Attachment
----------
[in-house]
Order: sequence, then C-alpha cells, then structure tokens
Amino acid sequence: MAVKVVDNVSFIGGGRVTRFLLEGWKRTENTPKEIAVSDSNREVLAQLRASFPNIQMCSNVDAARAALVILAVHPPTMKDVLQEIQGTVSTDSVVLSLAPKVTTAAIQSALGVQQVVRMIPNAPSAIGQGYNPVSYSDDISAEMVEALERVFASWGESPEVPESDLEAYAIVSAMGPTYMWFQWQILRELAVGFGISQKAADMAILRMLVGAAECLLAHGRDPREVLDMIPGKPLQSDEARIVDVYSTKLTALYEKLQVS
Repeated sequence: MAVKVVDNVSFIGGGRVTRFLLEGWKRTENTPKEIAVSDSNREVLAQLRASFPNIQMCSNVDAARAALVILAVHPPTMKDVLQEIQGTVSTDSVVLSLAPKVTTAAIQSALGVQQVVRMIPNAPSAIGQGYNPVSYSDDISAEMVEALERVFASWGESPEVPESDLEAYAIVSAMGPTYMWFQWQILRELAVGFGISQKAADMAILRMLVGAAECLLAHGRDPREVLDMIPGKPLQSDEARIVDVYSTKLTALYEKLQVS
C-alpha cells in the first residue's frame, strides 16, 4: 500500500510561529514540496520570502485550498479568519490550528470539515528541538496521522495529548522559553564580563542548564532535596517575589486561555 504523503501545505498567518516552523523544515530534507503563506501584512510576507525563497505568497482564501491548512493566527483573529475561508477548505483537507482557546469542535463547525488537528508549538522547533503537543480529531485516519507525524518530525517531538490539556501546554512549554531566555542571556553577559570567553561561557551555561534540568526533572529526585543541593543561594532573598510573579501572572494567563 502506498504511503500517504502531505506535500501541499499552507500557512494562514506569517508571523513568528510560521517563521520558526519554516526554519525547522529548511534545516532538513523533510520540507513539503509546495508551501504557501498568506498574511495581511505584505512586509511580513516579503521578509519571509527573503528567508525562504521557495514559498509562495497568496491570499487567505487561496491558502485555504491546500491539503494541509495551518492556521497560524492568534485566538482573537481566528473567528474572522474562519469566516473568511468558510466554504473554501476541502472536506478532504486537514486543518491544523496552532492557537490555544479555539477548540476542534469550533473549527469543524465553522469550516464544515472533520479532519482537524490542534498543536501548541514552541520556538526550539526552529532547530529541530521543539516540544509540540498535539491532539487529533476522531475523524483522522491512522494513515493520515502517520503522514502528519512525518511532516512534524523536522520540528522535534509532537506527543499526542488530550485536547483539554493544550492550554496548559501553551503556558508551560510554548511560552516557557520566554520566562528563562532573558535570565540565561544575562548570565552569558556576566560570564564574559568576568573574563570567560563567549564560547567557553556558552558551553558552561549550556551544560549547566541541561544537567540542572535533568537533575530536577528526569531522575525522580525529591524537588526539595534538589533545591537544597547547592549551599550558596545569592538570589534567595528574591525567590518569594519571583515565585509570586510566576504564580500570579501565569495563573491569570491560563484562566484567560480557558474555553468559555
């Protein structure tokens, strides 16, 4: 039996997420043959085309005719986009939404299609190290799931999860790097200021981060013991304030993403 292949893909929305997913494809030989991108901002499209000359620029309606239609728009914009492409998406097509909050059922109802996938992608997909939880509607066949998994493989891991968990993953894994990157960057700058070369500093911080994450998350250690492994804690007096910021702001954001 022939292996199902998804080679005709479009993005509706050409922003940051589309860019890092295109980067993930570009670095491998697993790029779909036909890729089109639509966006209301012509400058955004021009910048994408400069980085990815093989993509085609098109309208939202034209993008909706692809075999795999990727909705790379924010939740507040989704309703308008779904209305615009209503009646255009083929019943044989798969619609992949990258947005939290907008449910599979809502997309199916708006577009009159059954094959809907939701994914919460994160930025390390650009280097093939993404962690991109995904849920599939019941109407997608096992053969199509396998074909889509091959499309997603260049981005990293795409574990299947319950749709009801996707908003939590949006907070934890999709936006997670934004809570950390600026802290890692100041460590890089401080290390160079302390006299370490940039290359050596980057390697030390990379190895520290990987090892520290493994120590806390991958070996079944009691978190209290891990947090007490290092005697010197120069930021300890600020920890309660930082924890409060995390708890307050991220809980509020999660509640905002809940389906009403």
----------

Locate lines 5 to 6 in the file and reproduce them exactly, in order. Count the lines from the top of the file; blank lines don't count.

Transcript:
C-alpha cells in the first residue's frame, strides 16, 4: 500500500510561529514540496520570502485550498479568519490550528470539515528541538496521522495529548522559553564580563542548564532535596517575589486561555 504523503501545505498567518516552523523544515530534507503563506501584512510576507525563497505568497482564501491548512493566527483573529475561508477548505483537507482557546469542535463547525488537528508549538522547533503537543480529531485516519507525524518530525517531538490539556501546554512549554531566555542571556553577559570567553561561557551555561534540568526533572529526585543541593543561594532573598510573579501572572494567563 502506498504511503500517504502531505506535500501541499499552507500557512494562514506569517508571523513568528510560521517563521520558526519554516526554519525547522529548511534545516532538513523533510520540507513539503509546495508551501504557501498568506498574511495581511505584505512586509511580513516579503521578509519571509527573503528567508525562504521557495514559498509562495497568496491570499487567505487561496491558502485555504491546500491539503494541509495551518492556521497560524492568534485566538482573537481566528473567528474572522474562519469566516473568511468558510466554504473554501476541502472536506478532504486537514486543518491544523496552532492557537490555544479555539477548540476542534469550533473549527469543524465553522469550516464544515472533520479532519482537524490542534498543536501548541514552541520556538526550539526552529532547530529541530521543539516540544509540540498535539491532539487529533476522531475523524483522522491512522494513515493520515502517520503522514502528519512525518511532516512534524523536522520540528522535534509532537506527543499526542488530550485536547483539554493544550492550554496548559501553551503556558508551560510554548511560552516557557520566554520566562528563562532573558535570565540565561544575562548570565552569558556576566560570564564574559568576568573574563570567560563567549564560547567557553556558552558551553558552561549550556551544560549547566541541561544537567540542572535533568537533575530536577528526569531522575525522580525529591524537588526539595534538589533545591537544597547547592549551599550558596545569592538570589534567595528574591525567590518569594519571583515565585509570586510566576504564580500570579501565569495563573491569570491560563484562566484567560480557558474555553468559555
């Protein structure tokens, strides 16, 4: 039996997420043959085309005719986009939404299609190290799931999860790097200021981060013991304030993403 292949893909929305997913494809030989991108901002499209000359620029309606239609728009914009492409998406097509909050059922109802996938992608997909939880509607066949998994493989891991968990993953894994990157960057700058070369500093911080994450998350250690492994804690007096910021702001954001 022939292996199902998804080679005709479009993005509706050409922003940051589309860019890092295109980067993930570009670095491998697993790029779909036909890729089109639509966006209301012509400058955004021009910048994408400069980085990815093989993509085609098109309208939202034209993008909706692809075999795999990727909705790379924010939740507040989704309703308008779904209305615009209503009646255009083929019943044989798969619609992949990258947005939290907008449910599979809502997309199916708006577009009159059954094959809907939701994914919460994160930025390390650009280097093939993404962690991109995904849920599939019941109407997608096992053969199509396998074909889509091959499309997603260049981005990293795409574990299947319950749709009801996707908003939590949006907070934890999709936006997670934004809570950390600026802290890692100041460590890089401080290390160079302390006299370490940039290359050596980057390697030390990379190895520290990987090892520290493994120590806390991958070996079944009691978190209290891990947090007490290092005697010197120069930021300890600020920890309660930082924890409060995390708890307050991220809980509020999660509640905002809940389906009403």